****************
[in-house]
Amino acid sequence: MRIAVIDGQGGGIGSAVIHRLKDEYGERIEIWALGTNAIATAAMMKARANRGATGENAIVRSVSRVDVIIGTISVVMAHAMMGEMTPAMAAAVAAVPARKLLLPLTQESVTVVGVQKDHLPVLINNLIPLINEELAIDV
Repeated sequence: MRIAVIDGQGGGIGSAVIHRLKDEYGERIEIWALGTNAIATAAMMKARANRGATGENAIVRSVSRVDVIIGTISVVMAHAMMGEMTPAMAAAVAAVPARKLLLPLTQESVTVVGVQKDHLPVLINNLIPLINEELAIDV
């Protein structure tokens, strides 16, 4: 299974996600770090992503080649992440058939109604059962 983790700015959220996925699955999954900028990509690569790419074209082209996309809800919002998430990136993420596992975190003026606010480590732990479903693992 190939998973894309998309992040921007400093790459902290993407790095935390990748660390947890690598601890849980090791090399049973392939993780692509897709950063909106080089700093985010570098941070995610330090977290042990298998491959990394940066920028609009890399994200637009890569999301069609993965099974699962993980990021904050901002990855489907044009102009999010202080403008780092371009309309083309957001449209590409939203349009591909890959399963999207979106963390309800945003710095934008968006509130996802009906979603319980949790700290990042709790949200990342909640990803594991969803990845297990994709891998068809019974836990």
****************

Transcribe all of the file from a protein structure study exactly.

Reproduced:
[in-house]
Amino acid sequence: MRIAVIDGQGGGIGSAVIHRLKDEYGERIEIWALGTNAIATAAMMKARANRGATGENAIVRSVSRVDVIIGTISVVMAHAMMGEMTPAMAAAVAAVPARKLLLPLTQESVTVVGVQKDHLPVLINNLIPLINEELAIDV
Repeated sequence: MRIAVIDGQGGGIGSAVIHRLKDEYGERIEIWALGTNAIATAAMMKARANRGATGENAIVRSVSRVDVIIGTISVVMAHAMMGEMTPAMAAAVAAVPARKLLLPLTQESVTVVGVQKDHLPVLINNLIPLINEELAIDV
């Protein structure tokens, strides 16, 4: 299974996600770090992503080649992440058939109604059962 983790700015959220996925699955999954900028990509690569790419074209082209996309809800919002998430990136993420596992975190003026606010480590732990479903693992 190939998973894309998309992040921007400093790459902290993407790095935390990748660390947890690598601890849980090791090399049973392939993780692509897709950063909106080089700093985010570098941070995610330090977290042990298998491959990394940066920028609009890399994200637009890569999301069609993965099974699962993980990021904050901002990855489907044009102009999010202080403008780092371009309309083309957001449209590409939203349009591909890959399963999207979106963390309800945003710095934008968006509130996802009906979603319980949790700290990042709790949200990342909640990803594991969803990845297990994709891998068809019974836990």